By Nick Meynen.
Over 60 experts working in the field of fighting environmental crimes gathered in Brussels on 3 November for a dialogue with policymakers, police and prosecutors from Europe and beyond. The conference “Smart Enforcement: How to Target Environmental Law Enforcement Efforts in Times of Crisis”, was organized by the EFFACE project (European Union Action to Fight Environmental Crime). EFFACE studies the costs and impacts of environmental crime and analyses the relevant international and European institutions and instruments. Their ultimate aim is to put forward policy options and recommendations to the European Commission for more effectively combating environmental crime within the EU and internationally. Here’s a very brief overview of just some of the most remarkable or interesting points made at the Smart Enforcement Conference:
Sandra Rousseau, Head of Research at the Research Centre for Economics and Corporate Sustainability (Katholieke Universiteit Leuven) opened with an amazing research finding. After studying 40 facilities in the Flemish textile improvement sector and their environmental offenses (mostly related to water pollution), she found that a company where a crime is detected can expect a fine as low as 181 euro, after correction for dismissal and settlement rates. The cost for compliance with the law in the cases she studied ranged from 10,000 euro to 1 million euro. Now which signal would that send to companies that commit environmental crimes? She added that ‘companies who were sanctioned were very likely to become ‘repeat offenders’ as they learn how low the fine is. This also highlights the importance of other sanctions such as firm closures.’
Regina Schneider, Head of Enforcement at the European Environmental Bureau remarked that the Lisbon Treaty allows the European Commission to define a minimum level of sanctions and asked Miroslav Angelov, Legal and Policy officer, from DG Environment if the European Commission is currently considering this. He replied that ‘after entering into force of the Lisbon Treaty, Article 83/2 of the TFEU includes an explicit legal basis for establishment of minimum rules regarding definition of criminal offences and sanctions under certain conditions and in areas which were subject to harmonisation measures.’ Miroslav added that the Commission is currently carefully assessing the transposition of the Environmental Crime Directive, including the national provisions on criminal sanctions, and indicated, however, that currently there are no concrete plans concerning whether, how and when to amend the mentioned directive.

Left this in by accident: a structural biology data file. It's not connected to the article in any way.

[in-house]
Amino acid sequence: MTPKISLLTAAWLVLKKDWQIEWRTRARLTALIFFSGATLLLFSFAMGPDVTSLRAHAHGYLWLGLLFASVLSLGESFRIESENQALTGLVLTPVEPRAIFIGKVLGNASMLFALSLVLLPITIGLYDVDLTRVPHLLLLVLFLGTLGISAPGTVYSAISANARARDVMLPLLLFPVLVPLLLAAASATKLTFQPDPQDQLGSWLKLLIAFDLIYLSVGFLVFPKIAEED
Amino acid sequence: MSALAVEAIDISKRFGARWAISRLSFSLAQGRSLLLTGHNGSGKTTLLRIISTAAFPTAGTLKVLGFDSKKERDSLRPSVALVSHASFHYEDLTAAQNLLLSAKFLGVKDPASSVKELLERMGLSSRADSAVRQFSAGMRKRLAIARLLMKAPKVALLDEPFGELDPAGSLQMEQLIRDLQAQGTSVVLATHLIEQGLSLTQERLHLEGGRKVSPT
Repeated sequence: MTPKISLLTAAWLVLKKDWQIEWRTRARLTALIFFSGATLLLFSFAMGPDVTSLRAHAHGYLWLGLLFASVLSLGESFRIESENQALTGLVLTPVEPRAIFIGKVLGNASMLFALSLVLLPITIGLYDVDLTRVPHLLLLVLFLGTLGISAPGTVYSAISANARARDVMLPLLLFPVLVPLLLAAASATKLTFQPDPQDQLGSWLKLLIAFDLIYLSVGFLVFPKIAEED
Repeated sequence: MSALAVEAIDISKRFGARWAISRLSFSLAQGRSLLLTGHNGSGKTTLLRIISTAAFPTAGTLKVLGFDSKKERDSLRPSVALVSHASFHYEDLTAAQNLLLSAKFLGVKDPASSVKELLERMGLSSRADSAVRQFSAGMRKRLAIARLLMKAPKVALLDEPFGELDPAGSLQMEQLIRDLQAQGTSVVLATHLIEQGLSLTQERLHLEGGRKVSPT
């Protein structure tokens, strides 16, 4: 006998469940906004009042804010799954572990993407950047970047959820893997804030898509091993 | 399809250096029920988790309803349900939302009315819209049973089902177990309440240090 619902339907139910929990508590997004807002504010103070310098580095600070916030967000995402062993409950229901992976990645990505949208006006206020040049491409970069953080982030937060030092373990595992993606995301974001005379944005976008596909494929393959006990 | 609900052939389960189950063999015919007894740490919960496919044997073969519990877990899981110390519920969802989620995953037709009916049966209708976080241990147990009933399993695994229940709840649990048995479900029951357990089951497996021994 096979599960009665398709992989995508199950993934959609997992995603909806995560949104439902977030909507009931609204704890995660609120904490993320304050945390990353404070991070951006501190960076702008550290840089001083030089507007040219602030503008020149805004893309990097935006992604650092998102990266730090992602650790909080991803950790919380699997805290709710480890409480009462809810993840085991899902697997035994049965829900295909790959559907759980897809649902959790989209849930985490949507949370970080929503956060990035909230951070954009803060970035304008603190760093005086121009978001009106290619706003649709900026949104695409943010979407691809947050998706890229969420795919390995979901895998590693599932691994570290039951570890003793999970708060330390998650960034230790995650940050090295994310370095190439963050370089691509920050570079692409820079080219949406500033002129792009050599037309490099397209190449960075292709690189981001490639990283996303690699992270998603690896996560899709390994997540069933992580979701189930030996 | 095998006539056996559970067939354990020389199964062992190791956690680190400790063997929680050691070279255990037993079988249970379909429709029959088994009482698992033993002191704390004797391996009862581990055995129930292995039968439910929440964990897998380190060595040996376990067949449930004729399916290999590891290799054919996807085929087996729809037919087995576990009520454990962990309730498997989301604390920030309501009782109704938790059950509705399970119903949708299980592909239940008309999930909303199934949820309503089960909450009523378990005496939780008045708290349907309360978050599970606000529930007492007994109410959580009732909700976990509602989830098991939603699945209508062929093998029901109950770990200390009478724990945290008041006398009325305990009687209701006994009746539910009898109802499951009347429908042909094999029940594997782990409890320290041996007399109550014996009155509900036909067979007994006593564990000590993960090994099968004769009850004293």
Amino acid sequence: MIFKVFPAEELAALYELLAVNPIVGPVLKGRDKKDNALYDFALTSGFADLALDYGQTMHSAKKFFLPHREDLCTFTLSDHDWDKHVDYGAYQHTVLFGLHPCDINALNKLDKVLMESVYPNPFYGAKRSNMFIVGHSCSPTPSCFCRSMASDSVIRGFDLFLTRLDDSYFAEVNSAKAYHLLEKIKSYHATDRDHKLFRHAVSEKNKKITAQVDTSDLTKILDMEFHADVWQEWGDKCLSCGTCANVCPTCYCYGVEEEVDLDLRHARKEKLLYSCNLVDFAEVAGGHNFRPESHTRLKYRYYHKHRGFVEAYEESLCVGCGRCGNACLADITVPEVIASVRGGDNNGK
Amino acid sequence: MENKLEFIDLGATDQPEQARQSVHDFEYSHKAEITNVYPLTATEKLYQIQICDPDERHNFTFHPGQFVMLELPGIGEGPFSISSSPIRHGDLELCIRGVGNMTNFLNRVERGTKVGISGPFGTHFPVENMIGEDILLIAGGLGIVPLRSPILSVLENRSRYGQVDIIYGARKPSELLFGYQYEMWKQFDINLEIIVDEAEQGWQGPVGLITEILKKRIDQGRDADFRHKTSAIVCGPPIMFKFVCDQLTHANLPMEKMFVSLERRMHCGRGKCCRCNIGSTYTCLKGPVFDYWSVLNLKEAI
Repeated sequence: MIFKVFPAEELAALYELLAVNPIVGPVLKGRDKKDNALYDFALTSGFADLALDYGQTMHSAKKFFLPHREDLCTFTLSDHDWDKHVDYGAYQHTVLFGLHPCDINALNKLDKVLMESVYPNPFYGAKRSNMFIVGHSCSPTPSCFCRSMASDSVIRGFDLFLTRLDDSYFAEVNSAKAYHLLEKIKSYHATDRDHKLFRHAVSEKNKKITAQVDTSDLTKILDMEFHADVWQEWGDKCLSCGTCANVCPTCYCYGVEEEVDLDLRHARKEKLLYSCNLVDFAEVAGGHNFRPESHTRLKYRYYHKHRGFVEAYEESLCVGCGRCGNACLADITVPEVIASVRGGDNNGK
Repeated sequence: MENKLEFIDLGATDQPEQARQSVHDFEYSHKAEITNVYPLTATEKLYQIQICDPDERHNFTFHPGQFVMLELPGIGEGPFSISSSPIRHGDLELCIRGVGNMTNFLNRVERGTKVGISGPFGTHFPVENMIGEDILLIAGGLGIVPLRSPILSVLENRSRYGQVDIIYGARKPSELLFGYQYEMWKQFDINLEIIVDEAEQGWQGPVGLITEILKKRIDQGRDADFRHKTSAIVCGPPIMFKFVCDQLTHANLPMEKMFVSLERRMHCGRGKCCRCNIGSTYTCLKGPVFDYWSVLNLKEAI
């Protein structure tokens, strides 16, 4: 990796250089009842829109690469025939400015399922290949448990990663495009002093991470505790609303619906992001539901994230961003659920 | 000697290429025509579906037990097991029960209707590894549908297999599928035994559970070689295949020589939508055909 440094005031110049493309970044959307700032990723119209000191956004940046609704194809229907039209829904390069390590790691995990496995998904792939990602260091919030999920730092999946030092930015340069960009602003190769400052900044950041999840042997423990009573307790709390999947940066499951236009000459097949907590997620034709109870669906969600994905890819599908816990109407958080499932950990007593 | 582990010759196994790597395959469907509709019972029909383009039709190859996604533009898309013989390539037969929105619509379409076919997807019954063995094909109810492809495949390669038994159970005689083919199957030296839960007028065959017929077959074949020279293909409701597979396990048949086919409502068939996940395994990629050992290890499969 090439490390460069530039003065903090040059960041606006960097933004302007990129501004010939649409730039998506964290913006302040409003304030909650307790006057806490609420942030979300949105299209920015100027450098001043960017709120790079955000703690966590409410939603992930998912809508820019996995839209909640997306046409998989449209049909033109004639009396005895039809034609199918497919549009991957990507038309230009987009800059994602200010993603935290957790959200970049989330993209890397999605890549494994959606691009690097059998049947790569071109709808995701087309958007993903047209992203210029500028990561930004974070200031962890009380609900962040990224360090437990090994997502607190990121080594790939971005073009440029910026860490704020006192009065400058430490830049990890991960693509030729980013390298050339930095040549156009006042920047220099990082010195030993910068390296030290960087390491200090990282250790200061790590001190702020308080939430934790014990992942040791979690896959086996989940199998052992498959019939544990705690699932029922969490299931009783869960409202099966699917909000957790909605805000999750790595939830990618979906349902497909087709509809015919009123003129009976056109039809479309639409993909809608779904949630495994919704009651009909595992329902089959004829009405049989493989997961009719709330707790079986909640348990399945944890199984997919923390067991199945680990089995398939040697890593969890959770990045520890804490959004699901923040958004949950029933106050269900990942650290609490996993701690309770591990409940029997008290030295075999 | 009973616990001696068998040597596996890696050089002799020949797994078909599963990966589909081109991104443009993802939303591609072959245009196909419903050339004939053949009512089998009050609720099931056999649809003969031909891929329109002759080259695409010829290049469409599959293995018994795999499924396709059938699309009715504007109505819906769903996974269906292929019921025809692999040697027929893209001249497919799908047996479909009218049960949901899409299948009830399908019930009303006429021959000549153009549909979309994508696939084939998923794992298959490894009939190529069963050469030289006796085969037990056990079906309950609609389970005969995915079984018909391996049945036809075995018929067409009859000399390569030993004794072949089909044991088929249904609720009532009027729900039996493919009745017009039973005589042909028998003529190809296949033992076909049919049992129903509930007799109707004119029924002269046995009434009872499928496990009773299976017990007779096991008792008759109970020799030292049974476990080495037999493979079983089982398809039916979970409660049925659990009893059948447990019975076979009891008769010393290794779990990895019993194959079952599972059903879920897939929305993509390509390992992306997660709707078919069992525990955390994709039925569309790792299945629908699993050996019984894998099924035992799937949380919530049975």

Florentin Blanc, Consultant and Specialist on Business Inspection Reforms made the point that deterrence is not necessarily the most powerful driver of compliance, and that achieving deterrence is in any case complex. Monetary sanctions may be too weak, stronger sanctions (e.g. closure, even temporary) may be stronger, but regulators will often have difficulties using them because of the economic and social impacts. Looking at all drivers of compliance, and not only deterrence, is essential.
Andrew Farmer, Director of Research at the Institute for European Environmental Policy said we need a mixture of carrots and sticks. We need to support good practices and ‘get the bad moving’. He said that there are very good examples of self-reporting by businesses and added that ‘EU environmental law should be developed in a smart way. For example, it should be careful in stating minimum numbers of inspection as in many member states, the minimum will become the maximum and the result could be counter-productive.’